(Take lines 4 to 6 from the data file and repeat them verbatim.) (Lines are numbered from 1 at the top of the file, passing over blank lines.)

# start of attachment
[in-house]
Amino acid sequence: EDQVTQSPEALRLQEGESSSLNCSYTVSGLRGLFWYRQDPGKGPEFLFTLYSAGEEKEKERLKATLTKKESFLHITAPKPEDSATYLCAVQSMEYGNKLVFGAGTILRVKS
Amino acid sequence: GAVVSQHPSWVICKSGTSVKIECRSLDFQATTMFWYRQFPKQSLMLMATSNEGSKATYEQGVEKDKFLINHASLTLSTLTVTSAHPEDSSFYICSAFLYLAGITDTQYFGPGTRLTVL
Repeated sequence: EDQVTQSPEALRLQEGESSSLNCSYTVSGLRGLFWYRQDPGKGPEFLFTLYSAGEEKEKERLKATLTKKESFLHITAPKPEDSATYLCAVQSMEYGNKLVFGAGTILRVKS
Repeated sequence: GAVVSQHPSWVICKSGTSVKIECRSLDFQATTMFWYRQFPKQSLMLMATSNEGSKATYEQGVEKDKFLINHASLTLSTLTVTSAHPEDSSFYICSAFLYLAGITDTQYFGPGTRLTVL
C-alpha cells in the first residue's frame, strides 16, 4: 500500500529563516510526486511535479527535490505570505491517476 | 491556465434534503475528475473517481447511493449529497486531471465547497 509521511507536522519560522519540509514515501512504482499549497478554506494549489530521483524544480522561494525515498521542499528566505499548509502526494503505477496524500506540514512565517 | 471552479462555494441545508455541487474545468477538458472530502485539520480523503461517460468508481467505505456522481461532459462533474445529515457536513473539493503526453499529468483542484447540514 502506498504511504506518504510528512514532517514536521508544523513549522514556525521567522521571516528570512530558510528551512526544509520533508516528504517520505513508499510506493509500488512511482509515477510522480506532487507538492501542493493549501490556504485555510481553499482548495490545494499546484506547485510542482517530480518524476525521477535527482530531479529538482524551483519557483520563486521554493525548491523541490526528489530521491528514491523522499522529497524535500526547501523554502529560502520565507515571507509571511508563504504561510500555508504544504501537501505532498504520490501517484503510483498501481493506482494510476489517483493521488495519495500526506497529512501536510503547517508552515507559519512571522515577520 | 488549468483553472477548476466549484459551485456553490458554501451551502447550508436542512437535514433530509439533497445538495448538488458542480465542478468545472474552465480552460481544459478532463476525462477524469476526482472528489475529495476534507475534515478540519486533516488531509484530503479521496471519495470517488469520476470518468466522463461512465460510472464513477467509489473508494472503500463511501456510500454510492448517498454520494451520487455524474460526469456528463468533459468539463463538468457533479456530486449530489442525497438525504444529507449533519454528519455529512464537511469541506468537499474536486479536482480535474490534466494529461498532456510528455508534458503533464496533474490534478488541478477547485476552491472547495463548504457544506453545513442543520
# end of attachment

Repeated sequence: EDQVTQSPEALRLQEGESSSLNCSYTVSGLRGLFWYRQDPGKGPEFLFTLYSAGEEKEKERLKATLTKKESFLHITAPKPEDSATYLCAVQSMEYGNKLVFGAGTILRVKS
Repeated sequence: GAVVSQHPSWVICKSGTSVKIECRSLDFQATTMFWYRQFPKQSLMLMATSNEGSKATYEQGVEKDKFLINHASLTLSTLTVTSAHPEDSSFYICSAFLYLAGITDTQYFGPGTRLTVL
C-alpha cells in the first residue's frame, strides 16, 4: 500500500529563516510526486511535479527535490505570505491517476 | 491556465434534503475528475473517481447511493449529497486531471465547497 509521511507536522519560522519540509514515501512504482499549497478554506494549489530521483524544480522561494525515498521542499528566505499548509502526494503505477496524500506540514512565517 | 471552479462555494441545508455541487474545468477538458472530502485539520480523503461517460468508481467505505456522481461532459462533474445529515457536513473539493503526453499529468483542484447540514 502506498504511504506518504510528512514532517514536521508544523513549522514556525521567522521571516528570512530558510528551512526544509520533508516528504517520505513508499510506493509500488512511482509515477510522480506532487507538492501542493493549501490556504485555510481553499482548495490545494499546484506547485510542482517530480518524476525521477535527482530531479529538482524551483519557483520563486521554493525548491523541490526528489530521491528514491523522499522529497524535500526547501523554502529560502520565507515571507509571511508563504504561510500555508504544504501537501505532498504520490501517484503510483498501481493506482494510476489517483493521488495519495500526506497529512501536510503547517508552515507559519512571522515577520 | 488549468483553472477548476466549484459551485456553490458554501451551502447550508436542512437535514433530509439533497445538495448538488458542480465542478468545472474552465480552460481544459478532463476525462477524469476526482472528489475529495476534507475534515478540519486533516488531509484530503479521496471519495470517488469520476470518468466522463461512465460510472464513477467509489473508494472503500463511501456510500454510492448517498454520494451520487455524474460526469456528463468533459468539463463538468457533479456530486449530489442525497438525504444529507449533519454528519455529512464537511469541506468537499474536486479536482480535474490534466494529461498532456510528455508534458503533464496533474490534478488541478477547485476552491472547495463548504457544506453545513442543520